Friday, May 7, 2010

A New Spin on Saying No

Today a friend complimented me on the fact that I set limits when it comes to outside obligations. The event in question was a backyard camping party hosted by friends who live in the country. Sounded like fun, E was game, and I think all who have been invited will attend. Except us.

Tonight, we will be camped out on our couch, for family movie night, complete with wine (for J and me), apple juice (for E), and popcorn for all. Over the past two weeks, both J and I have gone out of town, separately. It's been hectic and exhausting, and what our family really needs at this moment is to cuddle up on the couch together and just be.

Would it be fun to sleep under the stars with a bunch of our friends and their kids? Yes. Would it make for some great memories? Most likely. But what won't make for great memories is the inevitable moment when the stress and the exhaustion and the worry and the lack of time together catch up with us. Maybe family movie night isn't as exciting as backyard camping, but if the price of those memories is a tense, angry day because we've all pushed too hard, for too long, then not only are those memories not worth it, but they won't even be the happy memories I'd like them to be, because we'll all remember what came after.

I say yes to these kinds of events far more often than I say no, but just as I need time alone to recharge and reconnect with who I am apart from E's mom and J's wife, just as J and I need time alone together to just be a couple, instead of E's parents, our family needs time together to recharge and reconnect, as a family. I've realized that turning down an invitation doesn't have to be about saying no. I'm not saying no to backyard camping, I'm not saying no the hosts, I'm not saying no to our other friends who will be there. Instead, I'm saying yes to my family.

Over the past few months in particular, we've been making much more of an effort to get out and do things that we enjoy, such as museum visits. I feel compelled to make the most of our time, to really live life, but I've also realized that part of living life, and making memories, are those quiet moments when you are all together, cuddled under a blanket, sharing a bowl of popcorn. Those moments when you say yes to your family, leaving the rest of the world to its own devices, while you retreat, safe and secure, into yours.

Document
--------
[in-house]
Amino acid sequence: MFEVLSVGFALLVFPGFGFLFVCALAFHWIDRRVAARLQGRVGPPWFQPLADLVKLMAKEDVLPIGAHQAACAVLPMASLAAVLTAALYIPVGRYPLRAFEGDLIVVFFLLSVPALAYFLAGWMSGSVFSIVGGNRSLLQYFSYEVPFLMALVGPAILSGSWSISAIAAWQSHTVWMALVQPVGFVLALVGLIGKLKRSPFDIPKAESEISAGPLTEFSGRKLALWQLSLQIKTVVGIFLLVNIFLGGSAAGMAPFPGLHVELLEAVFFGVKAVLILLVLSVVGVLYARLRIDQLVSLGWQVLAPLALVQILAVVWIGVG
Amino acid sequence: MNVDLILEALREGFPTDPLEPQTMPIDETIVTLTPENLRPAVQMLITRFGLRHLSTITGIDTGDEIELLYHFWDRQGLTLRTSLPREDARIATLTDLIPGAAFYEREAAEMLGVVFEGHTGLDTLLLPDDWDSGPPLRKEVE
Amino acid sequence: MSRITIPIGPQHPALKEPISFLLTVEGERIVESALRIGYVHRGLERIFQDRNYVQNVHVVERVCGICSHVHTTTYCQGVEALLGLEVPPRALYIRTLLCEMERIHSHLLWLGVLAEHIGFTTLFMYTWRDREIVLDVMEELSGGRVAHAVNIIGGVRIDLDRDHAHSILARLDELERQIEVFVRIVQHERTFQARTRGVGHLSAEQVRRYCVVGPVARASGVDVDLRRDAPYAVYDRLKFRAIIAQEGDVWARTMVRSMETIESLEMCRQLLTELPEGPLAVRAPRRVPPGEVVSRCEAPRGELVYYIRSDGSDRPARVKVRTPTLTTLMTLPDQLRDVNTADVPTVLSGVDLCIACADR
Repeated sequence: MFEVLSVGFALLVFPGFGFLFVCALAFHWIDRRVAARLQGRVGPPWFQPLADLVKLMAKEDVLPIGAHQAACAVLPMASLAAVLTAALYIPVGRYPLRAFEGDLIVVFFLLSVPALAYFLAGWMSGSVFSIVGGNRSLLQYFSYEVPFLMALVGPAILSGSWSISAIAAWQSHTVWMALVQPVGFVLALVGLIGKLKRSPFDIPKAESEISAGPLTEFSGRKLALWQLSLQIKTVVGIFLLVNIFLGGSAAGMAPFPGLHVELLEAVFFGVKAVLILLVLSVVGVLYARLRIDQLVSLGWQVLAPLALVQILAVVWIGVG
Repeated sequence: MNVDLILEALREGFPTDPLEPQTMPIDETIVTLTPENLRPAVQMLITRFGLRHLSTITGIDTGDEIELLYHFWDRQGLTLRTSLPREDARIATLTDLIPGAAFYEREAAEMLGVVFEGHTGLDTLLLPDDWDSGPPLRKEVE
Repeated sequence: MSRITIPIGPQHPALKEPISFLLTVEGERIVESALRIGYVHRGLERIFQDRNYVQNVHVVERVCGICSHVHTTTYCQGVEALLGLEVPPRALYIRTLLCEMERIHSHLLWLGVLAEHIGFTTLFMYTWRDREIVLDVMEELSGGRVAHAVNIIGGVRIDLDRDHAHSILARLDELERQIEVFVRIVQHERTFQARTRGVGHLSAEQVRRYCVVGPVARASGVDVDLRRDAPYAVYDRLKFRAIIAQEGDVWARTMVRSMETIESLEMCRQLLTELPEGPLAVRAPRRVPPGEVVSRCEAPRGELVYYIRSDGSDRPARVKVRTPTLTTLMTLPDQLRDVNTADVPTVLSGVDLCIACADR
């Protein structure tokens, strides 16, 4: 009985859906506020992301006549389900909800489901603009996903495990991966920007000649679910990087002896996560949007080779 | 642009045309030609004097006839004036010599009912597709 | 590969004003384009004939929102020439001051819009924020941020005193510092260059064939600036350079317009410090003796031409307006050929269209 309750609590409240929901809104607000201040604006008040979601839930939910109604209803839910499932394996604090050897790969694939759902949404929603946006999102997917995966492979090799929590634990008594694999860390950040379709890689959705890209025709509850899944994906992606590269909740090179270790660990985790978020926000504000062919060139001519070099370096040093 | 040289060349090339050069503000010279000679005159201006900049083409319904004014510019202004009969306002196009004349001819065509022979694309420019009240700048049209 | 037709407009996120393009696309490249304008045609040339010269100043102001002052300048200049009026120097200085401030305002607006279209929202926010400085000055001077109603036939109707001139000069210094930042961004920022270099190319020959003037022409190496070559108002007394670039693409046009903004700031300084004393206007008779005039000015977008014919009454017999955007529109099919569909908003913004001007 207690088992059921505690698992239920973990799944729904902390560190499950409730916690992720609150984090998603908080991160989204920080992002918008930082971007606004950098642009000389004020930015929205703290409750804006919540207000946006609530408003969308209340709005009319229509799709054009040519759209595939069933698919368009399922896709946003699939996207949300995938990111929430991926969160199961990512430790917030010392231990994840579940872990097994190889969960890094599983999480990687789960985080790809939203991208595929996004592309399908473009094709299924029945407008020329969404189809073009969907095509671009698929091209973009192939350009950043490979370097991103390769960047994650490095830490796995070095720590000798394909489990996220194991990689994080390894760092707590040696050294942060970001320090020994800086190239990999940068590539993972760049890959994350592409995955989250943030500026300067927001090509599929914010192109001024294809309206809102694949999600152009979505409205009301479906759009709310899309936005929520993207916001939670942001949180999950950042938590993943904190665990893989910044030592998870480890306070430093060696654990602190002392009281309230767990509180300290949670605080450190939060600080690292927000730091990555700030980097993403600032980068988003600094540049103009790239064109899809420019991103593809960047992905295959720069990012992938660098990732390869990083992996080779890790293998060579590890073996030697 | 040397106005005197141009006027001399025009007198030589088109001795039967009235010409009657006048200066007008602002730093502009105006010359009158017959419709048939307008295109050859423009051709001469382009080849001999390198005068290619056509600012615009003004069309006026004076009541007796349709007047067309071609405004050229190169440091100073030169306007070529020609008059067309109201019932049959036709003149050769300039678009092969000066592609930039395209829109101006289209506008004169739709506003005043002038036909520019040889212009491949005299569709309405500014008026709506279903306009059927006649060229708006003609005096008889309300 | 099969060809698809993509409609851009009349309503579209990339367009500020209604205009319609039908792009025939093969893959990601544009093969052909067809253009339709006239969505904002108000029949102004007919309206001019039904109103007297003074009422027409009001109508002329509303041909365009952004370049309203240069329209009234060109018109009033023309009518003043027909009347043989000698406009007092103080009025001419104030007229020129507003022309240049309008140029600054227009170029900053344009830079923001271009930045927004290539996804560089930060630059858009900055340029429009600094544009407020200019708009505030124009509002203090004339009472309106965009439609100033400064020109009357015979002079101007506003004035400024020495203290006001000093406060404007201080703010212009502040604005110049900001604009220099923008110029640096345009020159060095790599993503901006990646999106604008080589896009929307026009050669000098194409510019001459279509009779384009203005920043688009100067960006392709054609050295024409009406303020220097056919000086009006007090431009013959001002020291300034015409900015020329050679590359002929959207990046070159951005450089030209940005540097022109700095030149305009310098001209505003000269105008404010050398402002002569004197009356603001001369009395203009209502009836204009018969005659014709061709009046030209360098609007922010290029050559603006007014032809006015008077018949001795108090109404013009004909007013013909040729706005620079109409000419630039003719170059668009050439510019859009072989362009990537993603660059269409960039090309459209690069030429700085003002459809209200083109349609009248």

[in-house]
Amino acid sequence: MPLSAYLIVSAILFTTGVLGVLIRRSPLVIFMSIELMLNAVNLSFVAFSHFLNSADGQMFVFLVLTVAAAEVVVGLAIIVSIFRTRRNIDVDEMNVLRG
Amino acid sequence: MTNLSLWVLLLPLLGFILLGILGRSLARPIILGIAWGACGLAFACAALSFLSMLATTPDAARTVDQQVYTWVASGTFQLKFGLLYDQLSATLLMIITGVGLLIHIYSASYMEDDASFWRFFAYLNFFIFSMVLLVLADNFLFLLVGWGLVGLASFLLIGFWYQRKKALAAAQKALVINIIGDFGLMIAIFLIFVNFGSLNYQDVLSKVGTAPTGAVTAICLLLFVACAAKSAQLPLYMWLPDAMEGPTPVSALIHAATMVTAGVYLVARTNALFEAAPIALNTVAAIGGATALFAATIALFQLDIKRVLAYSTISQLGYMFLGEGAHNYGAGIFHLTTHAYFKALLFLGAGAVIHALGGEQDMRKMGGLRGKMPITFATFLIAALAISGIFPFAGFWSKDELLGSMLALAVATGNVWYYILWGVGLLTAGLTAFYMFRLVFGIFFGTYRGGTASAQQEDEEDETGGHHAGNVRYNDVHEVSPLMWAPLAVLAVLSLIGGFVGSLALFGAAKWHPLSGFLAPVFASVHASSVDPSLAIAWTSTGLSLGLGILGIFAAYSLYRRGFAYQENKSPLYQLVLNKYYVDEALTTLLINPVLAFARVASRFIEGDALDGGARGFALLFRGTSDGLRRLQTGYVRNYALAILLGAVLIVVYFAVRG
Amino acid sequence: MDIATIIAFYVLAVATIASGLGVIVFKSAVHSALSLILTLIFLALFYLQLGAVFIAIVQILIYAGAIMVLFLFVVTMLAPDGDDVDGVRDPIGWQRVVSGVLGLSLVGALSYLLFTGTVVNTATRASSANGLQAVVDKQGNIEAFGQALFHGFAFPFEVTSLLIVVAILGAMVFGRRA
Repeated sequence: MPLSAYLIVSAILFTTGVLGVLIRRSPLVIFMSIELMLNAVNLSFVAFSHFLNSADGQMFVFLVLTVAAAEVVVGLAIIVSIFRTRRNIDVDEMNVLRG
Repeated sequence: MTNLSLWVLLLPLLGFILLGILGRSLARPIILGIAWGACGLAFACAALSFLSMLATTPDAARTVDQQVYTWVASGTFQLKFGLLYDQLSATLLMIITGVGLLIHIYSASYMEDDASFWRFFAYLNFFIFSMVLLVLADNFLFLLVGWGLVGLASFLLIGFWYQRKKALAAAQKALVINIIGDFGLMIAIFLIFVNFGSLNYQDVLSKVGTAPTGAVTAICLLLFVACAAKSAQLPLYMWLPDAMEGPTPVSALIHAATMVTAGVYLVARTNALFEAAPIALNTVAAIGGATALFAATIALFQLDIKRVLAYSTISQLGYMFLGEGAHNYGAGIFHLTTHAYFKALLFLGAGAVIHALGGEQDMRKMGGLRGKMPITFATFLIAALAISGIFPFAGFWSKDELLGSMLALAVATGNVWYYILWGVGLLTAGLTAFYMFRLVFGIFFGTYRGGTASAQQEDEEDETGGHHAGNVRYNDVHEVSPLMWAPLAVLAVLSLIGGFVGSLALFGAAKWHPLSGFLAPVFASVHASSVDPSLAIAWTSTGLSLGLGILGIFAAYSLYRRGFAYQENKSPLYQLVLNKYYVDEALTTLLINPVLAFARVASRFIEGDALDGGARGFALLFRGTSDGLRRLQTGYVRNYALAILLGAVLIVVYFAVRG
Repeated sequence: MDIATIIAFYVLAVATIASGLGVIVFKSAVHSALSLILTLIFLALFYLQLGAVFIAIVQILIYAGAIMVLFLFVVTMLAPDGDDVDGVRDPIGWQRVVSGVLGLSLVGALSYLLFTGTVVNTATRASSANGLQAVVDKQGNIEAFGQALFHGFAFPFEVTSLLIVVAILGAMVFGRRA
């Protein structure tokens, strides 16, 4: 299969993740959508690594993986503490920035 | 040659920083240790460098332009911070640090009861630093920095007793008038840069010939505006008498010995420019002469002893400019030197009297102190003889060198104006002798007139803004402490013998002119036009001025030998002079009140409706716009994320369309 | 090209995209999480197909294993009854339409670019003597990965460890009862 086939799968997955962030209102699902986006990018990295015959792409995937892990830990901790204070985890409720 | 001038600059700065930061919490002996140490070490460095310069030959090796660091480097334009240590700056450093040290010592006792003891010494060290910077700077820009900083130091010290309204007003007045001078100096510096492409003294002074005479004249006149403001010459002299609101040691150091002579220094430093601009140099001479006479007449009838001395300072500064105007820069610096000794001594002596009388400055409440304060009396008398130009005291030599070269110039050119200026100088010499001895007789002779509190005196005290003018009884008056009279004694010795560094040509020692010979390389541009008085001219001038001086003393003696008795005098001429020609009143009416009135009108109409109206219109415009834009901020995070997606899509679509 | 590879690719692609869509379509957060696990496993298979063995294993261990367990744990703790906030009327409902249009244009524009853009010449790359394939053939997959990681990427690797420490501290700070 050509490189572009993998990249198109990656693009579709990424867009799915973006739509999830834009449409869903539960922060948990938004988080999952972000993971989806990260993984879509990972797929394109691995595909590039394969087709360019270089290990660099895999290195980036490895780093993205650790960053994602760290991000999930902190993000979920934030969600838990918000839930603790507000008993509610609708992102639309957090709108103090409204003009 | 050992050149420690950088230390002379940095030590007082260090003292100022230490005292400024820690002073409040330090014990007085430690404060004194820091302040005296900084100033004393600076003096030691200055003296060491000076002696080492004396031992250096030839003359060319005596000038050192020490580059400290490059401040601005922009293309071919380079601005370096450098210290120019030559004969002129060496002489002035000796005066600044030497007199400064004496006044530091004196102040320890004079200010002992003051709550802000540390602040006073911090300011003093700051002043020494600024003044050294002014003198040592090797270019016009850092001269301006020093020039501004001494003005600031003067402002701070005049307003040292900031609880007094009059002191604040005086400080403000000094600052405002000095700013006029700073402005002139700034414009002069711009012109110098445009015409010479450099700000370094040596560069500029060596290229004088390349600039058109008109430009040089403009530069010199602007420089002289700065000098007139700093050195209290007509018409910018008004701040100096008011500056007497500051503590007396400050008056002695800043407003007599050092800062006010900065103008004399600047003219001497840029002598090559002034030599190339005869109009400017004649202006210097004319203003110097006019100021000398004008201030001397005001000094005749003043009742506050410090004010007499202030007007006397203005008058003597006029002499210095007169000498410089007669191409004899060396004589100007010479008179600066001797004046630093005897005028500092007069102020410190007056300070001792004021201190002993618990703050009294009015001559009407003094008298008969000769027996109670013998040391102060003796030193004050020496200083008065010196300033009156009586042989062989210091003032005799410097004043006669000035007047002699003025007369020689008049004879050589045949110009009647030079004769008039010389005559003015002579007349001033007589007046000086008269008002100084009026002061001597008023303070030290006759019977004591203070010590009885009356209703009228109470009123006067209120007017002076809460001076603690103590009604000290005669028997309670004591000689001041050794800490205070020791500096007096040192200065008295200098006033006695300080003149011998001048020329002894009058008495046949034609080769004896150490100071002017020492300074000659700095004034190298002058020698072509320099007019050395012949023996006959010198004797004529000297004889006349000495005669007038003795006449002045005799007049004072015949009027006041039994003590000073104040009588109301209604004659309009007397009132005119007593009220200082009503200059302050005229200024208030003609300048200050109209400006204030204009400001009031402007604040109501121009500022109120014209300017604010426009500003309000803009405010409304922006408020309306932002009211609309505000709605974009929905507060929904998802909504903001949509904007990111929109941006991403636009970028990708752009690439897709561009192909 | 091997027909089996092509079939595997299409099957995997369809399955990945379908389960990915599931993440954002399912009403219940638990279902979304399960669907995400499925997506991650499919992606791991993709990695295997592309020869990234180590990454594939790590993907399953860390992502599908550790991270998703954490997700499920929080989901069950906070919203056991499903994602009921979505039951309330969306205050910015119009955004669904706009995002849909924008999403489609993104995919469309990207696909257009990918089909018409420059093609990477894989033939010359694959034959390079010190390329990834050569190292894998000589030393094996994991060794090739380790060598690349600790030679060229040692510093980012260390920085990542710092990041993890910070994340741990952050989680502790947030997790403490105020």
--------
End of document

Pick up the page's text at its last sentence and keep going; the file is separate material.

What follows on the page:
Do you struggle with the ability to set limits on outside obligations? What are your criteria for turning down an invitation to a social event that your family would otherwise enjoy? Any good recommendations for movie night with a 3 year old boy?


  1. Jamie, this is encouraging to hear, because I'm the same way - willing, at least sometimes, to admit that I'd really rather stay home and enjoy some slow downtime with my guys. I used to have a very hard time saying no, but I find now that it's too easy to overexert ourselves socially (living where we do, it's also easy to underexert, so it's a fine line!). And when it comes to balancing a social life with a work life and a home life, home has to win sometimes.

  2. Saying no is tough! I like some advice I got recently to always answer maybe. With kids that gives you a chance to choose, with events it's good to see the overall picture.
    Two makes me say no (and yes) more often.
    I really like thinking of it as what you're saying yes to. Because, unless we're making really bad choices, we're never saying no to everything.

  3. I don't think camping out with my family in a tent sounds fun. I think movie night sounds a lot more fun, so you're going in the right direction, in my book! And I have to know--what movie are you watching? Because I really enjoy dinner with Mr. B and then a movie with my hubby once the kids are sleeping. Tonight? _An Education_.

    Love your blog, Jamie.

  4. To Jana - I agree that camping out in a tent doesn't sound fun. I really, really like my bed. But E was all about camping, and J likes it too, so sooner or later I will have to venture out into the wild (or at least my friend's backyard).

    We watched Cars. For the eleventy billionth time, but we all had a blast.

  5. We rarely say no to social invitations because we have so little of a social life (the effects of two residencies, moving, friends moving away etc, not because we are antisocial people). But I definitely think there is a lot of value in just staying home. Sometimes when we go to visit my parents, who live in the DC area, I don't tell any of my many friends who live there that we are visiting, because as much as I want to see them, a quiet weekend with my parents is so rare.
    Jana, I loved "An Education"

  6. I totally relate... if i don't spend time reconnecting at home base, I may be smiling at the social events but I am DYING inside. Either from the harsh words that I've used towards my husband or my nonexistent desire to parent above television. Or just from sheer exhaustion.
    Good call. And Cars rocks. (even three million times later)

  7. Kachow! Sorry ... couldn't resist. =>

    My favorite moments are the quiet ones, too, snuggled under a blanket with a big bowl of something yummy. Glad to hear you started your Mother's Day weekend with some lovely family time. Perfecto.

  8. Oh Jamie, good for you! You are so right, it's all about saying yes to your family. I'm learning to do it myself and find it amazingly powerful when I do. It just feels right.

  9. Recharging is soooo important to me and my family. We have hectic schedules on weekdays and while we pack in a fun weekend day, we usually leave one quiet day for us. If not, the next week will be a bad one.

    Good for you for knowing your limits and setting them to your advantage.